Race organiser RCS Sport will start the race in Tuscany to honour double World Champion Paolo Bettini. The retired cyclist is from La California, on the Tirreno Sea. The race will finish as normal in San Benedetto del Tronto, on the Adriatico Sea.
The race is considered a key warm up event for Milano-Sanremo, four days later. Swiss Fabian Cancellara won both events in 2008.
Challenge Mallorca welcomes 20 teams
The Challenge Volta a Mallorca, February 8 to 12, announced that it will welcome 20 teams to the 18th running of its event. The five-day race will contain a mix of Spanish and foreign teams.
The teams are Quick Step, Caisse d'Epargne, Euskaltel-Euskadi, Fuji-Servetto, Cofidis, Milram, Liquigas, Rabobank, Columbia, Katusha, Xacobeo Galicia, Contentpolis-AMPO, Andalucía Cajasur, Elk Haus, Plowman Craven, Van Vliet, Sparkasse, Burgos Monumental, Kuota and Orbea.
The stage race is unique in cycling in that it allows for teams to switch out riders during the event. The 2008 edition was won by Belgian Philippe Gilbert.
McLeod guides South African team in Langkawi
South African Champion Ian McLeod will guide his national team at the Tour de Langkawi, February 9 to 15. He finished ninth last year and will provide a classification option along with teammate Jacques Janse van Rensburg.
"I've loved this race since the first time I took part in it back in 2001", McLeod said. "To win Le Tour de Langkawi is my biggest goal."
The 28-year-old rode for French team Française des Jeux from 2005 to 2007, but represented South Africa last year. He hopes to return to race with a European team next year.
The team for Langkawi includes McLeod, climber and Under 23 national champion Janse van Rensburg, Johann Rabie, Nolan Hofmann, Jaco Venter and Christoff van Heerden. Apart from McLeod, the members of the South African team are between 22 and 24-years-old.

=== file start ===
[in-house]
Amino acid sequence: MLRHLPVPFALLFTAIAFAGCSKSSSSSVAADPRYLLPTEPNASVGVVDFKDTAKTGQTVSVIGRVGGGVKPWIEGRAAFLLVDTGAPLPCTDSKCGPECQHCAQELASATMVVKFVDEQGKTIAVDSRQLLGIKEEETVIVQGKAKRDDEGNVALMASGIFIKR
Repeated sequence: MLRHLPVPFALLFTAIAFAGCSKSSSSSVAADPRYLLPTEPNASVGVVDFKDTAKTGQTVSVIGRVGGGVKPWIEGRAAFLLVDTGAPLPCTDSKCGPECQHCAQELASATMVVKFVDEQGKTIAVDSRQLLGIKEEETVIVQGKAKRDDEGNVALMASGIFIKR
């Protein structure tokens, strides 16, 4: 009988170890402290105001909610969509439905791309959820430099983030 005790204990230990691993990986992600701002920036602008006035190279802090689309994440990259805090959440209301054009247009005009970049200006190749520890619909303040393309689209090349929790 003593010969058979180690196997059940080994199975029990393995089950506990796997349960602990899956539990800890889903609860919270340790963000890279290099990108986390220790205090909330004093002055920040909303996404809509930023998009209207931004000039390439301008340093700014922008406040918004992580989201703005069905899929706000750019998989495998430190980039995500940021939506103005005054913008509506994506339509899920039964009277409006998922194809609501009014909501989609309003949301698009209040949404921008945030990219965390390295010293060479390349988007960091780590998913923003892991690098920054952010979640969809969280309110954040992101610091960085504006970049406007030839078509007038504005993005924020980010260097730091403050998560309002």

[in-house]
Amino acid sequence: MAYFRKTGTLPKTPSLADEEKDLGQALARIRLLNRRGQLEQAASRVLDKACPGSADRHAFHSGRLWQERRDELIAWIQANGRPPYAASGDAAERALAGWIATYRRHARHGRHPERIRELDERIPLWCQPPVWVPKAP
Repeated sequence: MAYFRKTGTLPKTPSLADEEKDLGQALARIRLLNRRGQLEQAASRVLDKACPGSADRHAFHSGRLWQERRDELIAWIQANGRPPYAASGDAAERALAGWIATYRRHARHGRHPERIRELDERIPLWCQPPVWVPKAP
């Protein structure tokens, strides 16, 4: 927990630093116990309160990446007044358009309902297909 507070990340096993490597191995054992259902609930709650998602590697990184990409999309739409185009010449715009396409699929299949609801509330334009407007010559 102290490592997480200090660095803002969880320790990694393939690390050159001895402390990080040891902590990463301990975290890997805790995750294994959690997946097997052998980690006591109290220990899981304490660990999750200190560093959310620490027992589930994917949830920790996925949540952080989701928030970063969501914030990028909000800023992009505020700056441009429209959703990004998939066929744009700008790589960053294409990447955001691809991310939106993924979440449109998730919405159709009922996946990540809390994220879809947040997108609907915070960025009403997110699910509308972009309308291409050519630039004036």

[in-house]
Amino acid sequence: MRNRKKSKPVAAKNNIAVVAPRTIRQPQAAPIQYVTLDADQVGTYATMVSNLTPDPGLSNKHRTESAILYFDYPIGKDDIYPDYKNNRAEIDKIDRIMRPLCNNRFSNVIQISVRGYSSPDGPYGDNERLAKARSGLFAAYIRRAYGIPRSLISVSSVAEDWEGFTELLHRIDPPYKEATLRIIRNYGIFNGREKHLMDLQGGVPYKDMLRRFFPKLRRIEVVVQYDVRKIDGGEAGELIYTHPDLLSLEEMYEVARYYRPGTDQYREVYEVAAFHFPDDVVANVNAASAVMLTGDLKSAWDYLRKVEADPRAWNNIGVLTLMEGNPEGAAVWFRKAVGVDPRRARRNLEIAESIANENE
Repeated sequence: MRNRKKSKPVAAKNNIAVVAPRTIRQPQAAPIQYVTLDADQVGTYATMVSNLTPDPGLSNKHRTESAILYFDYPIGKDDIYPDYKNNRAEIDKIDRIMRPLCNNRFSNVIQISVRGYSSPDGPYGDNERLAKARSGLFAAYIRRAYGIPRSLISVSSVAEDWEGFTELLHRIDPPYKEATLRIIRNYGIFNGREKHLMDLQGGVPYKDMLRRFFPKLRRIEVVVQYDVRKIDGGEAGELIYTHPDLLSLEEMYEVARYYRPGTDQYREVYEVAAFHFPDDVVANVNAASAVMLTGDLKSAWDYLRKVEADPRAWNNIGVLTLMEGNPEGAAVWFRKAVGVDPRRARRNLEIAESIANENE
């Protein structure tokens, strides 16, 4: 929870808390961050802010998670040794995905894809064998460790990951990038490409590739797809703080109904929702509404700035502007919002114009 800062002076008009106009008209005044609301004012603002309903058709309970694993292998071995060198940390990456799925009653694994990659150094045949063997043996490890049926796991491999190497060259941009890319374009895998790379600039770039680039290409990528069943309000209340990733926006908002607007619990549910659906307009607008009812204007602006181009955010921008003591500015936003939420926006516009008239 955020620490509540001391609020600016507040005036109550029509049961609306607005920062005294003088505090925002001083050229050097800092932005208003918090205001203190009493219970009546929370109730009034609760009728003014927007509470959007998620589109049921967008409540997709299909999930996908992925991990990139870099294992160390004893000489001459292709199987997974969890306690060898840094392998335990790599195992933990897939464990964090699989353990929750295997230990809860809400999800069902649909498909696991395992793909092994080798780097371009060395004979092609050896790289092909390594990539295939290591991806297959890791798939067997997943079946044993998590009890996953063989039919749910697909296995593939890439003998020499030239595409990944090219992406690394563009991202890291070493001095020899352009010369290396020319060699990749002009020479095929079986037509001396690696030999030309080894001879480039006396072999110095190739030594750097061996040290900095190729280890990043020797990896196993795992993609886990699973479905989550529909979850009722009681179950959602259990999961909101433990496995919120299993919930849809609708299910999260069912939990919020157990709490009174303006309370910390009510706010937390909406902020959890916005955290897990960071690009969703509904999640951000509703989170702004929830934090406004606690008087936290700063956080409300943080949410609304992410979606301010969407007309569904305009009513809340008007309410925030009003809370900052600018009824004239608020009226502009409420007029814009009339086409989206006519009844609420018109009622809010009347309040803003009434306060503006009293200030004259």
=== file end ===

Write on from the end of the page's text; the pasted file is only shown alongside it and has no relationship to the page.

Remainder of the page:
The 14th edition of the race will feature 19 other teams that range from Continental to ProTour level. The 2008 edition was won by Ruslan Ivanov.
GP Buchholz cancelled
Race organisers announced they will not hold the GP Buchholz this year due to lack of sponsors. The race, traditionally held on Father's Day, is part of a large number of German races not held in 2009.
"Ever since last August, when I started making preparations, the talks with sponsors were difficult," Udo Krapf told the Hamburger Abendblatt.
The main backer, newspaper Nordheide Wochenblatt, had decided not to continue its funding for 2009. "At this point I thought to start looking to sign up first-class riders for the race. But I don't have the necessary money. I have to put an end to it."
There are two reasons for the sponsorship problem, Krapf explained: cycling's doping problem and the current economic problems. "You notice that many firms are insecure right now, and since they don't know what their financial situation will be in the summer, then sport sponsorship is one of the first things they cross off their list."
The 2008 edition of the GP Buchholz was won by Milram's Björn Schröder. Previous winners include Fabian Wegmann, Rolf Aldag, Danilo Hondo and Erik Zabel. (SW)
Win an autographed Team Columbia jersey
Enter Cyclingnews' contest to win a unique piece of cycling history - a 2008 team-issue Team Columbia jersey signed by the entire 2009 men's team, gathered in Mallorca, Spain for its December 2008 training camp.
The Team Columbia jersey appeared on the top step of the podium 85 times in the 2008 season, more than any other professional team, with stage wins at the Giro d'Italia, Tour de France, Tour of California, Tour de Georgia, Dauphiné Libéré, Tour of Germany and Tour of Ireland plus victories in one-day events such as Flèche Wallonne and Scheldeprijs Vlaanderen.
(Additional editorial assistance by Susan Westemeyer.)
(All rights reserved/Copyright Future Publishing (Overseas) Limited 2009)